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Year : 2020  |  Volume : 68  |  Issue : 5  |  Page : 890-894

Study of onchocerciasis-related visual impairment in North Kivu province of the Democratic Republic of Congo in Africa

1 Department of Ophthalmology, Base Hospital, Delhi Cantt, Pune, Maharashtra, India
2 Department of Ophthalmology, Command Hospital, Pune, Maharashtra, India
3 Department of Ophthalmology, Bethesda Hospital, Goma, Democratic Republic of Congo, Africa, Democratic Republic of Congo
4 Department of Uveitis and Ocular Pathology, Sankara Nethralaya, Chennai, Tamil Nadu, India
5 Spark Eye Care Hospital, Hyderabad, Telangana, India

Correspondence Address:
Dr. Kripanidhi Shyamsundar
Department of Ophthalmology, Command Hospital, Pune - 411 040, Maharashtra
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Source of Support: None, Conflict of Interest: None

DOI: 10.4103/ijo.IJO_1653_18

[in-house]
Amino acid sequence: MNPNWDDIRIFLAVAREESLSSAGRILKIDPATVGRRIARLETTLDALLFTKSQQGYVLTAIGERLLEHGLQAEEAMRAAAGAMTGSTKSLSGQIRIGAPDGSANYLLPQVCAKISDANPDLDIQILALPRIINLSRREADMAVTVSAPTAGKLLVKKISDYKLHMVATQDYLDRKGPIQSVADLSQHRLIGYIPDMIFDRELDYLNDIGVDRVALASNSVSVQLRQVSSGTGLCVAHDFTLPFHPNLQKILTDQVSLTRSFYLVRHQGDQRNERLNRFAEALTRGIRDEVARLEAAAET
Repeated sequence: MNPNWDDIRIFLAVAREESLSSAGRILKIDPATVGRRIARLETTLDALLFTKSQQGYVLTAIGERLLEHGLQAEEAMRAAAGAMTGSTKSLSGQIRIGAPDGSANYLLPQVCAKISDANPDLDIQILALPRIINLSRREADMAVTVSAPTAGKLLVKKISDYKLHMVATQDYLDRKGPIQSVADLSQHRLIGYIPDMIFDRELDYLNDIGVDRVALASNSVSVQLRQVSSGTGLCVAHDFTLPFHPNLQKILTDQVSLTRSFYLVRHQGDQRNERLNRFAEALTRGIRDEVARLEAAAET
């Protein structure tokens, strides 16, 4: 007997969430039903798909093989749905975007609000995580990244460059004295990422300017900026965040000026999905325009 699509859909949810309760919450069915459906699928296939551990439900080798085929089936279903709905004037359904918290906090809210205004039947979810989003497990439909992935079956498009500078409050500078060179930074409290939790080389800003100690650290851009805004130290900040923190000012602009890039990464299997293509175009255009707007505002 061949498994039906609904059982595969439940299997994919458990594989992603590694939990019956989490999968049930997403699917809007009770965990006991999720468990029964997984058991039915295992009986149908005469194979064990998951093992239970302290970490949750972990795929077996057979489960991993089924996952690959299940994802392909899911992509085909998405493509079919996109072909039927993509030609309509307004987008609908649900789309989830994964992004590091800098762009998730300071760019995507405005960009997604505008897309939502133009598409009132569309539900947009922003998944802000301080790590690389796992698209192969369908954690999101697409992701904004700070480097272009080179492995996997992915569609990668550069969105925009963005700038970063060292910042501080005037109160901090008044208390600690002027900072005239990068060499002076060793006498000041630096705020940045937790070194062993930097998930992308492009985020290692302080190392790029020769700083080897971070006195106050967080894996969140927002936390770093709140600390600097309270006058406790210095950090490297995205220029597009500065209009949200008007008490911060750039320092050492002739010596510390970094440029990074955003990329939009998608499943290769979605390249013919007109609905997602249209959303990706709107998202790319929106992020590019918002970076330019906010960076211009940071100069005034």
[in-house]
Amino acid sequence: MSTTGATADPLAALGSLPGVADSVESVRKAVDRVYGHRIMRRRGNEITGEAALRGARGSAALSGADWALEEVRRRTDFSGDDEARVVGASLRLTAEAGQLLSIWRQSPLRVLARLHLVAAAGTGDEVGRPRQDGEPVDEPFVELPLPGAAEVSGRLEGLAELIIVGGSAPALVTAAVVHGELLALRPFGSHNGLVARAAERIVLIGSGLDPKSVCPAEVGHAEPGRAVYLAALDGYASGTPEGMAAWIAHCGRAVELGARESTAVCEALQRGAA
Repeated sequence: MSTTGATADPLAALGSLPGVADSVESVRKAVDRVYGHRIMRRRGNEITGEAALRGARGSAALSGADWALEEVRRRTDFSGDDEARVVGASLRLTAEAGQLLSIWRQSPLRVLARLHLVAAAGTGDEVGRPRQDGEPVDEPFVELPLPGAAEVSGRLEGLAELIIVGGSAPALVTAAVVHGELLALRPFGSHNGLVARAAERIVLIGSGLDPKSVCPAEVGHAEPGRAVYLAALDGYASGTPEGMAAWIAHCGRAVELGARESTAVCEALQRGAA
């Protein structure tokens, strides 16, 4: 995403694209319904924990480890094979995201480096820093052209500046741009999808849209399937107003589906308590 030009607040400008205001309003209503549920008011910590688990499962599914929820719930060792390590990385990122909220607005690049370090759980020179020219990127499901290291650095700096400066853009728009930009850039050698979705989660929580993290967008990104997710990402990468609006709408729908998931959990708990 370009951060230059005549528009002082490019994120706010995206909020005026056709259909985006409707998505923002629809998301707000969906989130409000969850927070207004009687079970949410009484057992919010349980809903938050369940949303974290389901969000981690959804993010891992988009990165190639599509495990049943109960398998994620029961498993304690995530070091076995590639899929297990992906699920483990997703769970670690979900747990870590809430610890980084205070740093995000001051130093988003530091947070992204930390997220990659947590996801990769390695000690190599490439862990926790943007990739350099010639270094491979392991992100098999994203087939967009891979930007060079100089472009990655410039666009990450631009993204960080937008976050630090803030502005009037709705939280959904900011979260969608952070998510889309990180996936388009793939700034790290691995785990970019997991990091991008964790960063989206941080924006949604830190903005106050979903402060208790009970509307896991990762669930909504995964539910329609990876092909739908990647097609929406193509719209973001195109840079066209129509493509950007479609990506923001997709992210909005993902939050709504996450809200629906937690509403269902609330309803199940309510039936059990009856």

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Purpose: The Objective of this study is to determine baseline data regarding onchocercal eye lesions and associated visual loss in the Nord Kivu province, an onchocerciasis hyperendemic tropical rain forest area in the Democratic Republic of Congo (DRC). Methods: A cross-sectional study was conducted in the Nord Kivu province of the DRC during which 2150 subjects were examined ophthalmologically. The eye examination included visual acuity (VA), slit-lamp examination, ophthalmoscopy, intraocular pressure, and visual field assessment by the confrontation test. Patients with suspicion of glaucoma were further evaluated by Humphreys automated perimeter. Results: 39 (1.81%) out of 2150 subjects had onchocerciasis-related eye lesions and 4 (0.19%) were blind (VA <3/60). Chorioretinitis (0.88%) was the most frequent onchocerciasis lesion followed by keratitis (0.46%), microfilaria in the anterior chamber (0.28%), iridocyclitis (0.28%), secondary glaucoma (0.19%), complicated cataract (0.19%), and optic atrophy (0.19%). Visual impairment was discovered in 114 (5.3%) out of 2150 subjects, of whom 39 (0.19%) had blindness and 75 (3.4%) had low vision. Visual impairment was mostly caused by nononchocerciasis-related diseases like cataract (27.2%), retinal diseases (19.3%), glaucoma (15.8%), and iridocyclitis (15.8%) rather than because of onchocerciasis (9.6%) among all causes of visual impairment. Conclusion: Features of ocular onchocerciasis usually described in forest and savanna areas were relatively less common than expected in and around Goma, the capital of the Nord Kivu province of the DRC.

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